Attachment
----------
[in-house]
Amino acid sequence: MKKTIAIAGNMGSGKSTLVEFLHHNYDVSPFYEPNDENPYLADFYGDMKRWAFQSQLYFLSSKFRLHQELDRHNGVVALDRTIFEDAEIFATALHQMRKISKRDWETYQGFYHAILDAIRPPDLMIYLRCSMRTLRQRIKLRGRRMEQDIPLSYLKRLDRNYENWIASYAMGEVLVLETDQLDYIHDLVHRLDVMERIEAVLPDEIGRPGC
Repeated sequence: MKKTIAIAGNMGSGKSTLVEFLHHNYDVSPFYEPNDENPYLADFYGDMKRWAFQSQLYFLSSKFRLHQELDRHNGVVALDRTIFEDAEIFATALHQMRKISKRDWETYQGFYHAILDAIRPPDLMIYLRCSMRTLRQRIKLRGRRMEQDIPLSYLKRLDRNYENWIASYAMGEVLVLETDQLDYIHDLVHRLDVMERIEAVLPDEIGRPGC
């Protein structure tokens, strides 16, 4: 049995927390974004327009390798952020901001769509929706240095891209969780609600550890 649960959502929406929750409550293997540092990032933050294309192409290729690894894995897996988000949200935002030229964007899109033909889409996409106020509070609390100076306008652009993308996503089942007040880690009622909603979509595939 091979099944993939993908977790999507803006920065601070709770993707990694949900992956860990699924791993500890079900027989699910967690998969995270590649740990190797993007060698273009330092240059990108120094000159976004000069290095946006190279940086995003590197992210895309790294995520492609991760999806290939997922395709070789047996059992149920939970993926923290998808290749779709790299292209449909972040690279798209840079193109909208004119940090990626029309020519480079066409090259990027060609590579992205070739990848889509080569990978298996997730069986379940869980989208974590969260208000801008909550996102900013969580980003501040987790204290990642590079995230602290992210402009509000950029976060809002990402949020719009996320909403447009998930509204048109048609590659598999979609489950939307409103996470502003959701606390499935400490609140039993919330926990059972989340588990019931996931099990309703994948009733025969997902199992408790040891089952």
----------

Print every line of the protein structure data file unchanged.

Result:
[in-house]
Amino acid sequence: MKKTIAIAGNMGSGKSTLVEFLHHNYDVSPFYEPNDENPYLADFYGDMKRWAFQSQLYFLSSKFRLHQELDRHNGVVALDRTIFEDAEIFATALHQMRKISKRDWETYQGFYHAILDAIRPPDLMIYLRCSMRTLRQRIKLRGRRMEQDIPLSYLKRLDRNYENWIASYAMGEVLVLETDQLDYIHDLVHRLDVMERIEAVLPDEIGRPGC
Repeated sequence: MKKTIAIAGNMGSGKSTLVEFLHHNYDVSPFYEPNDENPYLADFYGDMKRWAFQSQLYFLSSKFRLHQELDRHNGVVALDRTIFEDAEIFATALHQMRKISKRDWETYQGFYHAILDAIRPPDLMIYLRCSMRTLRQRIKLRGRRMEQDIPLSYLKRLDRNYENWIASYAMGEVLVLETDQLDYIHDLVHRLDVMERIEAVLPDEIGRPGC
């Protein structure tokens, strides 16, 4: 049995927390974004327009390798952020901001769509929706240095891209969780609600550890 649960959502929406929750409550293997540092990032933050294309192409290729690894894995897996988000949200935002030229964007899109033909889409996409106020509070609390100076306008652009993308996503089942007040880690009622909603979509595939 091979099944993939993908977790999507803006920065601070709770993707990694949900992956860990699924791993500890079900027989699910967690998969995270590649740990190797993007060698273009330092240059990108120094000159976004000069290095946006190279940086995003590197992210895309790294995520492609991760999806290939997922395709070789047996059992149920939970993926923290998808290749779709790299292209449909972040690279798209840079193109909208004119940090990626029309020519480079066409090259990027060609590579992205070739990848889509080569990978298996997730069986379940869980989208974590969260208000801008909550996102900013969580980003501040987790204290990642590079995230602290992210402009509000950029976060809002990402949020719009996320909403447009998930509204048109048609590659598999979609489950939307409103996470502003959701606390499935400490609140039993919330926990059972989340588990019931996931099990309703994948009733025969997902199992408790040891089952």